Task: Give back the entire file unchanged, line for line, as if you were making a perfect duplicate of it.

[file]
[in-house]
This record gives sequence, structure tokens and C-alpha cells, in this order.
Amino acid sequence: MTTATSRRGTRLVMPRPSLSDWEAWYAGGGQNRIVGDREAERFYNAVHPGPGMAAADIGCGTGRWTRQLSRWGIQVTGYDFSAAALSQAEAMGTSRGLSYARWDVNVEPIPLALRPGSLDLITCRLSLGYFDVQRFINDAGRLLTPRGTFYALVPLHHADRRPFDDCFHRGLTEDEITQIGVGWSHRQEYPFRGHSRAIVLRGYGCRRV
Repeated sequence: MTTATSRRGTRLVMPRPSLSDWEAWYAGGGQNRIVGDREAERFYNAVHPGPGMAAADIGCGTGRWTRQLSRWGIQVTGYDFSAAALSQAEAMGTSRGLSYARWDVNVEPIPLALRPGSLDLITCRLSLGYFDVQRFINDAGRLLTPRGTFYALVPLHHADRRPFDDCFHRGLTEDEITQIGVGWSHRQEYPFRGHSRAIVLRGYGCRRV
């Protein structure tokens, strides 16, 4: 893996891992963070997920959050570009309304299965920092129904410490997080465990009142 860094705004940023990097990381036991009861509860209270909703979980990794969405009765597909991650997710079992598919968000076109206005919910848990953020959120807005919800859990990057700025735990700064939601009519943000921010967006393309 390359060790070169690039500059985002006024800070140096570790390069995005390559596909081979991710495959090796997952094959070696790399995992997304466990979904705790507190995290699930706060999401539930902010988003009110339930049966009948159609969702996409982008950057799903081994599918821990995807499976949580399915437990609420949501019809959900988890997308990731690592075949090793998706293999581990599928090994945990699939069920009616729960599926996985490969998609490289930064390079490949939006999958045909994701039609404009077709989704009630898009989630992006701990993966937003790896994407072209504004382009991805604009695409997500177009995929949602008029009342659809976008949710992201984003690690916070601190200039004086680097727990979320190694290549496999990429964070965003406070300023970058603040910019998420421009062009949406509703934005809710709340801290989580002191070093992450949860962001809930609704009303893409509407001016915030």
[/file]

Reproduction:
[in-house]
This record gives sequence, structure tokens and C-alpha cells, in this order.
Amino acid sequence: MTTATSRRGTRLVMPRPSLSDWEAWYAGGGQNRIVGDREAERFYNAVHPGPGMAAADIGCGTGRWTRQLSRWGIQVTGYDFSAAALSQAEAMGTSRGLSYARWDVNVEPIPLALRPGSLDLITCRLSLGYFDVQRFINDAGRLLTPRGTFYALVPLHHADRRPFDDCFHRGLTEDEITQIGVGWSHRQEYPFRGHSRAIVLRGYGCRRV
Repeated sequence: MTTATSRRGTRLVMPRPSLSDWEAWYAGGGQNRIVGDREAERFYNAVHPGPGMAAADIGCGTGRWTRQLSRWGIQVTGYDFSAAALSQAEAMGTSRGLSYARWDVNVEPIPLALRPGSLDLITCRLSLGYFDVQRFINDAGRLLTPRGTFYALVPLHHADRRPFDDCFHRGLTEDEITQIGVGWSHRQEYPFRGHSRAIVLRGYGCRRV
């Protein structure tokens, strides 16, 4: 893996891992963070997920959050570009309304299965920092129904410490997080465990009142 860094705004940023990097990381036991009861509860209270909703979980990794969405009765597909991650997710079992598919968000076109206005919910848990953020959120807005919800859990990057700025735990700064939601009519943000921010967006393309 390359060790070169690039500059985002006024800070140096570790390069995005390559596909081979991710495959090796997952094959070696790399995992997304466990979904705790507190995290699930706060999401539930902010988003009110339930049966009948159609969702996409982008950057799903081994599918821990995807499976949580399915437990609420949501019809959900988890997308990731690592075949090793998706293999581990599928090994945990699939069920009616729960599926996985490969998609490289930064390079490949939006999958045909994701039609404009077709989704009630898009989630992006701990993966937003790896994407072209504004382009991805604009695409997500177009995929949602008029009342659809976008949710992201984003690690916070601190200039004086680097727990979320190694290549496999990429964070965003406070300023970058603040910019998420421009062009949406509703934005809710709340801290989580002191070093992450949860962001809930609704009303893409509407001016915030």